Comeback Thwarted

It looked like one of those rare games where WVU had everything going just the way it wanted. Da'Sean Butler had just hit a pair of free throws to give his team a 63-46 lead with 8:40 to go. But the Mountaineers were forced to respond to a 14-0 Seton Hall run that brought it within three. Respond, they did, making enough free throws down the stretch to win 75-63 at the Coliseum on Saturday.

It was a stunning turn of events in a game that had been thoroughly controlled almost throughout by No. 8 West Virginia, which ran its record to 21-5 overall and 10-4 in the Big East Conference.

Head coach Bob Huggins and company held a lead of as many as 19 points in the second half, when Wellington Smith scored a jumper with 16:18 to go that made it 47-28.

And even with a lead of 17 points after Butler's two free throws at the 8:40 mark, things were already starting to go south.

All told, the Mountaineers failed to make a field goal in the final 9:05 of the game, as a spinning lay-in scored by Butler (who was fouled in the process) at that point would be the last time WVU would score from anywhere other than the foul line.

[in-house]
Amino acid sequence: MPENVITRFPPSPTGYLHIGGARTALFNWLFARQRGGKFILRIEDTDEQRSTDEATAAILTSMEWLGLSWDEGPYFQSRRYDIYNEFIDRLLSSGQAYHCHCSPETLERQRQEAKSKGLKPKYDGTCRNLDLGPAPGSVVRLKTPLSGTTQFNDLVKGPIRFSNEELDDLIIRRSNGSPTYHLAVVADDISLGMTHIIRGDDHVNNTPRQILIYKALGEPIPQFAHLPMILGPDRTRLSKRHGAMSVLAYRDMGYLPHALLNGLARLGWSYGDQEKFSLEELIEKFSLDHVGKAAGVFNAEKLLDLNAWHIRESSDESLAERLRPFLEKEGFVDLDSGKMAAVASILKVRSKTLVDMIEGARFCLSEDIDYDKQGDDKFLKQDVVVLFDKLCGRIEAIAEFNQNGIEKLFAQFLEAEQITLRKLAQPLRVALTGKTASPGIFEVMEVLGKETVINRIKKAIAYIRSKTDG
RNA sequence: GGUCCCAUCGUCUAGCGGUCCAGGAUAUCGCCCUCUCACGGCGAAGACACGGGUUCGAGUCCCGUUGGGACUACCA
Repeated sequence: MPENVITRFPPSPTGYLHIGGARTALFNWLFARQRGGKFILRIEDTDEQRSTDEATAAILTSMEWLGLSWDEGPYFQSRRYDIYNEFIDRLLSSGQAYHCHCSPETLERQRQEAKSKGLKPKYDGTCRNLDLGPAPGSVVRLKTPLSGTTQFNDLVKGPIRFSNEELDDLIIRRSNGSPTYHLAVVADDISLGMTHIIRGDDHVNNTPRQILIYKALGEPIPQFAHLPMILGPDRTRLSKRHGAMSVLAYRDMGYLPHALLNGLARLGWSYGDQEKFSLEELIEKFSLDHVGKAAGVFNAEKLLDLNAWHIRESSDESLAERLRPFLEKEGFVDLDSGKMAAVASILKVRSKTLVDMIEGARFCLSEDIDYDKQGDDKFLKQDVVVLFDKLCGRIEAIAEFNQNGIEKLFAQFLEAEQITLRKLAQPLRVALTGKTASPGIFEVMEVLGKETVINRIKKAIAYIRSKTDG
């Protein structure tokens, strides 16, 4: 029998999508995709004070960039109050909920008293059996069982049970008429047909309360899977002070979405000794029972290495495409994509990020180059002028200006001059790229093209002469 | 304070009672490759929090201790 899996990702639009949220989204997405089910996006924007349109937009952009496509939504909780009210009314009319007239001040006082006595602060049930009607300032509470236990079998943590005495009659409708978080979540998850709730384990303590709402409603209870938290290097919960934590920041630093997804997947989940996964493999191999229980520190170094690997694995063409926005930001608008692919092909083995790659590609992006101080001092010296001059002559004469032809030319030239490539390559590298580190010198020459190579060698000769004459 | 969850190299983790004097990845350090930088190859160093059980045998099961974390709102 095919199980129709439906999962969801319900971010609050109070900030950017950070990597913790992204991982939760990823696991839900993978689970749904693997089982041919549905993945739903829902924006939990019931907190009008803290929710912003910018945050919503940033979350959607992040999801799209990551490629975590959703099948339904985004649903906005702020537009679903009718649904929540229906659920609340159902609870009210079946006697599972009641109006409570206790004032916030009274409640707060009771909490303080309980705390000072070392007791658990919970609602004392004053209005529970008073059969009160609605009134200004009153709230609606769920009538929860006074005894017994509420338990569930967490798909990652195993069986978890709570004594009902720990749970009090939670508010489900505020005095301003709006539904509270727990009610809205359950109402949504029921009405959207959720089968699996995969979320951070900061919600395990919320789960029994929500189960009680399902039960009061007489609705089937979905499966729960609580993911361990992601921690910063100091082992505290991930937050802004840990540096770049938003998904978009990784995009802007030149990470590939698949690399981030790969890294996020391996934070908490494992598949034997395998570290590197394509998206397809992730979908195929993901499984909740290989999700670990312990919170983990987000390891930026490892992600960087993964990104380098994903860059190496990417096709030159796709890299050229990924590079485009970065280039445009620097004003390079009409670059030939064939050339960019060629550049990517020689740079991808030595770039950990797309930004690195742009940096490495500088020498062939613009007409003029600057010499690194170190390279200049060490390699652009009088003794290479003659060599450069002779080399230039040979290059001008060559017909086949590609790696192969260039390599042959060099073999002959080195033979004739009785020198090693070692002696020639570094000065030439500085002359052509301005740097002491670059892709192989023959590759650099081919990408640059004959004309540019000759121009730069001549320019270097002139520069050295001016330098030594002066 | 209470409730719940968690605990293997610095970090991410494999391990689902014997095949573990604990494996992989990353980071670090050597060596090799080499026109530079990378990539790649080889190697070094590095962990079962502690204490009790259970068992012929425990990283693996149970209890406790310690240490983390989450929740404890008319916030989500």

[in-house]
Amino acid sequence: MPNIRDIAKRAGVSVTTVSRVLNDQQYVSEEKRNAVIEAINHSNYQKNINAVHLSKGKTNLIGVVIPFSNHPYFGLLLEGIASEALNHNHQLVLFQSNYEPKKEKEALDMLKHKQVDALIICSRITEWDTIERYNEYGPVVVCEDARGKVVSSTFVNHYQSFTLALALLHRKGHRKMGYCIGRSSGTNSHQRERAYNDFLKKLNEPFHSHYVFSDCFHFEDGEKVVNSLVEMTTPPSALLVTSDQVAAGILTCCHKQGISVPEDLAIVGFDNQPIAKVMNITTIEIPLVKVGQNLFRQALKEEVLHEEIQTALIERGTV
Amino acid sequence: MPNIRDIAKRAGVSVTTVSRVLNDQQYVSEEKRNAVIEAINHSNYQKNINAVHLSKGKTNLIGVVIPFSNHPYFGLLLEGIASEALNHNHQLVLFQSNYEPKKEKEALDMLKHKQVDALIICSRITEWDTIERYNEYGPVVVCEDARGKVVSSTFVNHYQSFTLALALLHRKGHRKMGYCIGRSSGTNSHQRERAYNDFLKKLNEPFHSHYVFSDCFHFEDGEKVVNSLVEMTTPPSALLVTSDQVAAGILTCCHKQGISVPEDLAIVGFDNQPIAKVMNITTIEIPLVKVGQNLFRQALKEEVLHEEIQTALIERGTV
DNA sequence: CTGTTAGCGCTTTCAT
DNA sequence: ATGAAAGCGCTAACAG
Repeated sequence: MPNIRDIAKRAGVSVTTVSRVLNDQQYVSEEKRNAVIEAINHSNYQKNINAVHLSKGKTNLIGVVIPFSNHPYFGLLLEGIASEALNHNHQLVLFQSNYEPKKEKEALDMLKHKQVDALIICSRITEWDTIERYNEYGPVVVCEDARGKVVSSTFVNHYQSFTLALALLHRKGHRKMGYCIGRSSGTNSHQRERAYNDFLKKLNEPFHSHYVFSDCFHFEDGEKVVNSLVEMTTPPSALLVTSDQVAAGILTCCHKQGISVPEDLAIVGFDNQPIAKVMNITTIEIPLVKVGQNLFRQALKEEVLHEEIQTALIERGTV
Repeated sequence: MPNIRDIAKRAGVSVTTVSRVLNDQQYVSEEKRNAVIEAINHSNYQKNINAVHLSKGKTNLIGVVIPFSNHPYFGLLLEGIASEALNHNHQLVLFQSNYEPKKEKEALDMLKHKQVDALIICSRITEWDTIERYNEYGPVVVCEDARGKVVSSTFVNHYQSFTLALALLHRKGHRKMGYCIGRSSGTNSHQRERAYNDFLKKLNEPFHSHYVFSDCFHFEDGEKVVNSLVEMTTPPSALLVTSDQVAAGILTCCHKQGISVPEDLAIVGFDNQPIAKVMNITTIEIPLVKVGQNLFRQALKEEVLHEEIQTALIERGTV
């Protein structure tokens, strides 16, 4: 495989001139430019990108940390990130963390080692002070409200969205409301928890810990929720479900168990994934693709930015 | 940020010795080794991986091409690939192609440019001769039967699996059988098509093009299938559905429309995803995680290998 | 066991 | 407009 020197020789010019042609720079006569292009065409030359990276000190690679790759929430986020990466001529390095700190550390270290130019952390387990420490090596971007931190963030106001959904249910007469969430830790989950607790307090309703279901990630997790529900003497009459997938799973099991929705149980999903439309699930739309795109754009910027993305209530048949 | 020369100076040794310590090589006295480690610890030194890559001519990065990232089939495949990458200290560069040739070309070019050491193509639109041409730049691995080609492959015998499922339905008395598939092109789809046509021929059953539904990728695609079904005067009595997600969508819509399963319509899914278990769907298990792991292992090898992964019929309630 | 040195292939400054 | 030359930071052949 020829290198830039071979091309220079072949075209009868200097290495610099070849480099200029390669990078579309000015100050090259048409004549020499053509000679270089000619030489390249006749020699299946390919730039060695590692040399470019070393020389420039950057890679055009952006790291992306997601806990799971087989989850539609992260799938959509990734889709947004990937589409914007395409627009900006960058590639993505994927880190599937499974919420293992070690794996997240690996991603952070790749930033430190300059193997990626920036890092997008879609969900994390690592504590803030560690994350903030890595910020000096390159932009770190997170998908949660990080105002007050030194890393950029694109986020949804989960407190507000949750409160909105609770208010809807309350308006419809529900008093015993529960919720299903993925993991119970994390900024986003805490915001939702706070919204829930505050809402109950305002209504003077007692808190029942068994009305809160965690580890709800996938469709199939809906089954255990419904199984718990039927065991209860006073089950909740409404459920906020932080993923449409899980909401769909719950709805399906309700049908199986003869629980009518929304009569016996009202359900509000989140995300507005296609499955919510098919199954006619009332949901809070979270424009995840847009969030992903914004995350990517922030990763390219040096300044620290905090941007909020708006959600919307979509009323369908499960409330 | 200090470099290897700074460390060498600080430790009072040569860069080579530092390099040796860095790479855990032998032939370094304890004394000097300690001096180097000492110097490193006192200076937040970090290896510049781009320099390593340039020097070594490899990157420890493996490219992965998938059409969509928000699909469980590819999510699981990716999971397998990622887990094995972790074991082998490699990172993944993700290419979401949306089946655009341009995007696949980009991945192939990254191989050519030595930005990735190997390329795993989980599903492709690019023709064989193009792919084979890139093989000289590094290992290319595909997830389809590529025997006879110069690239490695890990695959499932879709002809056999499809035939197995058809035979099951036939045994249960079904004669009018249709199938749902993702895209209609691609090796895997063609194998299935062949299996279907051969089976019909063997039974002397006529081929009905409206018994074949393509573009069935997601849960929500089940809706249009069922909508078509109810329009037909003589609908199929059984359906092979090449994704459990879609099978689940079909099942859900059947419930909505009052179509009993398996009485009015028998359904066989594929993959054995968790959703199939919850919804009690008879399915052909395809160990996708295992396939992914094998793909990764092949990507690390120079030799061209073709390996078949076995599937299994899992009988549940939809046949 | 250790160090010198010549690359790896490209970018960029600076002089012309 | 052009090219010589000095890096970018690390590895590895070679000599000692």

"I thought our defense had a lot to do with them not scoring toward the end of the game, when we set our half-court trap," said SHU head coach Bobby Gonzalez. "I think it caught them off-guard and got them out of sync a little bit."

"They started throwing long passes. They were less aggressive and we got them to stop attacking. We picked up our intensity and their length wasn't as much of an advantage at that point."

Said Huggins, whose team again just couldn't quite put together a 40-minute game yet again: "The problem is that we get it going and then we have guys who start doing things that are out of the context of what we're good at doing."

"It continues to rear its ugly head. We just have to get guys to do things they can do and stay away from the things they can't do. We've proven all the things that we can't do. There's nothing more to prove."